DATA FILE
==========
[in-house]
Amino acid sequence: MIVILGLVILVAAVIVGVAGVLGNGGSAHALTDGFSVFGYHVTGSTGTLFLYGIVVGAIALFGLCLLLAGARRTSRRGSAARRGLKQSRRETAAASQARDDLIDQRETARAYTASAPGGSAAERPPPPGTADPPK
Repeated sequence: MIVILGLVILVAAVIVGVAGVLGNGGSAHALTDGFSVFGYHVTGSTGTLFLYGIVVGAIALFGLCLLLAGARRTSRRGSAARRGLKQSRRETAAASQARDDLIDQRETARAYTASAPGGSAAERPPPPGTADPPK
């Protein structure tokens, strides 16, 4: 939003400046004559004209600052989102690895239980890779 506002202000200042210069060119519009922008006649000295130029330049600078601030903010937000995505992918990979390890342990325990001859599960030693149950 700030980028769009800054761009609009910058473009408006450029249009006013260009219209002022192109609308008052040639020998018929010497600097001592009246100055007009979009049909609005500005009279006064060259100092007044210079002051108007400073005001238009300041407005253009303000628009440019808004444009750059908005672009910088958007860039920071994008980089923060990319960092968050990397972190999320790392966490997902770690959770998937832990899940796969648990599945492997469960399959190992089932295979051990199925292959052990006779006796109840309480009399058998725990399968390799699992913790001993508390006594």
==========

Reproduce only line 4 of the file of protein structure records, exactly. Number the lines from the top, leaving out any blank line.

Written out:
């Protein structure tokens, strides 16, 4: 939003400046004559004209600052989102690895239980890779 506002202000200042210069060119519009922008006649000295130029330049600078601030903010937000995505992918990979390890342990325990001859599960030693149950 700030980028769009800054761009609009910058473009408006450029249009006013260009219209002022192109609308008052040639020998018929010497600097001592009246100055007009979009049909609005500005009279006064060259100092007044210079002051108007400073005001238009300041407005253009303000628009440019808004444009750059908005672009910088958007860039920071994008980089923060990319960092968050990397972190999320790392966490997902770690959770998937832990899940796969648990599945492997469960399959190992089932295979051990199925292959052990006779006796109840309480009399058998725990399968390799699992913790001993508390006594």